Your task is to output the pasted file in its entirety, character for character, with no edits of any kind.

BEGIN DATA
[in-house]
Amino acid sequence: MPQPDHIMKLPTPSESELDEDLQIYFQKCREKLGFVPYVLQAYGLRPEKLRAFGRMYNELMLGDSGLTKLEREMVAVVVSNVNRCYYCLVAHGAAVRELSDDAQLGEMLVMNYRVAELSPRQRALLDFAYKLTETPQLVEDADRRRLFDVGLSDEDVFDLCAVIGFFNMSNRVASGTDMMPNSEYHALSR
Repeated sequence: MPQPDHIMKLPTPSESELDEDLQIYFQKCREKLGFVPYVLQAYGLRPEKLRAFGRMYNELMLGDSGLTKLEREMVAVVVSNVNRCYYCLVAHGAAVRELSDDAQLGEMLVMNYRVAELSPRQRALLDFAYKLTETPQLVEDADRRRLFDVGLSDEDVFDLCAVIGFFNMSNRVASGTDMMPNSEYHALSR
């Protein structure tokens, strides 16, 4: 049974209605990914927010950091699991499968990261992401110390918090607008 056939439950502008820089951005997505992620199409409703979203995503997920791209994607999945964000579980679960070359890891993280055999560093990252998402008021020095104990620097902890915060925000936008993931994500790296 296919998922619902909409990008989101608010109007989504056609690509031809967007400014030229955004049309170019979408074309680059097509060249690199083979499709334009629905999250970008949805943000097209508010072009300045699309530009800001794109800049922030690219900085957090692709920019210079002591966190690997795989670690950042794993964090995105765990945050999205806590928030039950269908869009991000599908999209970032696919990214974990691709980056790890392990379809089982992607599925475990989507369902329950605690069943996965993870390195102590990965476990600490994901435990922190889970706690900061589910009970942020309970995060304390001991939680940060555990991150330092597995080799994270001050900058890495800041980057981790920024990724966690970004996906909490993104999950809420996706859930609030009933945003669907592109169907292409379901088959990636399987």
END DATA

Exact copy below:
[in-house]
Amino acid sequence: MPQPDHIMKLPTPSESELDEDLQIYFQKCREKLGFVPYVLQAYGLRPEKLRAFGRMYNELMLGDSGLTKLEREMVAVVVSNVNRCYYCLVAHGAAVRELSDDAQLGEMLVMNYRVAELSPRQRALLDFAYKLTETPQLVEDADRRRLFDVGLSDEDVFDLCAVIGFFNMSNRVASGTDMMPNSEYHALSR
Repeated sequence: MPQPDHIMKLPTPSESELDEDLQIYFQKCREKLGFVPYVLQAYGLRPEKLRAFGRMYNELMLGDSGLTKLEREMVAVVVSNVNRCYYCLVAHGAAVRELSDDAQLGEMLVMNYRVAELSPRQRALLDFAYKLTETPQLVEDADRRRLFDVGLSDEDVFDLCAVIGFFNMSNRVASGTDMMPNSEYHALSR
């Protein structure tokens, strides 16, 4: 049974209605990914927010950091699991499968990261992401110390918090607008 056939439950502008820089951005997505992620199409409703979203995503997920791209994607999945964000579980679960070359890891993280055999560093990252998402008021020095104990620097902890915060925000936008993931994500790296 296919998922619902909409990008989101608010109007989504056609690509031809967007400014030229955004049309170019979408074309680059097509060249690199083979499709334009629905999250970008949805943000097209508010072009300045699309530009800001794109800049922030690219900085957090692709920019210079002591966190690997795989670690950042794993964090995105765990945050999205806590928030039950269908869009991000599908999209970032696919990214974990691709980056790890392990379809089982992607599925475990989507369902329950605690069943996965993870390195102590990965476990600490994901435990922190889970706690900061589910009970942020309970995060304390001991939680940060555990991150330092597995080799994270001050900058890495800041980057981790920024990724966690970004996906909490993104999950809420996706859930609030009933945003669907592109169907292409379901088959990636399987």